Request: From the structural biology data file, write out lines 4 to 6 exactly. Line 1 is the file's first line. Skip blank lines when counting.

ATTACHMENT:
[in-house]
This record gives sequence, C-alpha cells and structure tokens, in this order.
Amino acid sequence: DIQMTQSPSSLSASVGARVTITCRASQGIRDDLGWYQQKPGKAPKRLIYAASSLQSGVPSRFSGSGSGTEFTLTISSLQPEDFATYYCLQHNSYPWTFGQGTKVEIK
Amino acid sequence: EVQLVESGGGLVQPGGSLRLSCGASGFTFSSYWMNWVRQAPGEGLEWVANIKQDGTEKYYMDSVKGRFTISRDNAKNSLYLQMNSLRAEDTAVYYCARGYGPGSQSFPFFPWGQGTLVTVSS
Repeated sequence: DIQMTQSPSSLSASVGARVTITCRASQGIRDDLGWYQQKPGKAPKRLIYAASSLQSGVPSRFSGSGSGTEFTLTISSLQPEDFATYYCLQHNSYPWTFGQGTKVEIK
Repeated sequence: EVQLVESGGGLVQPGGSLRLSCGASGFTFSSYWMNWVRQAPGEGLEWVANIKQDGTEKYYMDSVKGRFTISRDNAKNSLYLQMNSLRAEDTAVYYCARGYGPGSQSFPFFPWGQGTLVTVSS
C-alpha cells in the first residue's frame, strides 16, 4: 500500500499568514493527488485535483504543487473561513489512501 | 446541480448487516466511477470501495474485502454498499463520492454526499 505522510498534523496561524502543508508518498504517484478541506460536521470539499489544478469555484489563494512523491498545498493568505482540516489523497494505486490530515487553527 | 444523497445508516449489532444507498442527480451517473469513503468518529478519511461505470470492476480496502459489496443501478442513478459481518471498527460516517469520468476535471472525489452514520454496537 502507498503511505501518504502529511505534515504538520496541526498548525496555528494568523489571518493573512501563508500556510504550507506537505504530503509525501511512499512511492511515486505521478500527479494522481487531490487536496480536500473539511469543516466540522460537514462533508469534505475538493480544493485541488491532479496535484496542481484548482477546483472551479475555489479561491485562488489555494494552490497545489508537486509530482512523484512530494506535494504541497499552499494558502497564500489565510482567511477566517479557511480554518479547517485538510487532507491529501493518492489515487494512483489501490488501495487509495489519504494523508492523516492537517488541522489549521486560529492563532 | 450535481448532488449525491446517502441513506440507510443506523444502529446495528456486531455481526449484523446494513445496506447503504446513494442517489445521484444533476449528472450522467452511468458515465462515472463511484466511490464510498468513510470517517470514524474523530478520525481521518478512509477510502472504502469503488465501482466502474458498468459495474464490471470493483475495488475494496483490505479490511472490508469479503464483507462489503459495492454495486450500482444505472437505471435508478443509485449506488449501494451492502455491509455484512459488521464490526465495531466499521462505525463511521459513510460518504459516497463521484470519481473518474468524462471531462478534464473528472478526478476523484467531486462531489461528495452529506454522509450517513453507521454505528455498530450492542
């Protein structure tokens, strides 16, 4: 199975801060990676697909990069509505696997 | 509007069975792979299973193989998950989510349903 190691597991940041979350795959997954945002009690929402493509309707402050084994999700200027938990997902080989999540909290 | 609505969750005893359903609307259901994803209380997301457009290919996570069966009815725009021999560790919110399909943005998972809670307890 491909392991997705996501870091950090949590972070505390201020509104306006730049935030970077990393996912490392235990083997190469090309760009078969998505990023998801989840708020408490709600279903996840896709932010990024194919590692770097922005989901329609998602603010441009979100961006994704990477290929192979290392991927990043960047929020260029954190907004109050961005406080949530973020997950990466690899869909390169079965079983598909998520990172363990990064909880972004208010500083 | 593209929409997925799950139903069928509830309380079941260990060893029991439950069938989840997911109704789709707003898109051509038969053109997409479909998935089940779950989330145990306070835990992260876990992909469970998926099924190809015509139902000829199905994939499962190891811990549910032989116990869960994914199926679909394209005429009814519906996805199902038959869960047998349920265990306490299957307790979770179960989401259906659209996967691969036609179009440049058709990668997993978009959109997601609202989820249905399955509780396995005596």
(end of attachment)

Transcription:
Amino acid sequence: EVQLVESGGGLVQPGGSLRLSCGASGFTFSSYWMNWVRQAPGEGLEWVANIKQDGTEKYYMDSVKGRFTISRDNAKNSLYLQMNSLRAEDTAVYYCARGYGPGSQSFPFFPWGQGTLVTVSS
Repeated sequence: DIQMTQSPSSLSASVGARVTITCRASQGIRDDLGWYQQKPGKAPKRLIYAASSLQSGVPSRFSGSGSGTEFTLTISSLQPEDFATYYCLQHNSYPWTFGQGTKVEIK
Repeated sequence: EVQLVESGGGLVQPGGSLRLSCGASGFTFSSYWMNWVRQAPGEGLEWVANIKQDGTEKYYMDSVKGRFTISRDNAKNSLYLQMNSLRAEDTAVYYCARGYGPGSQSFPFFPWGQGTLVTVSS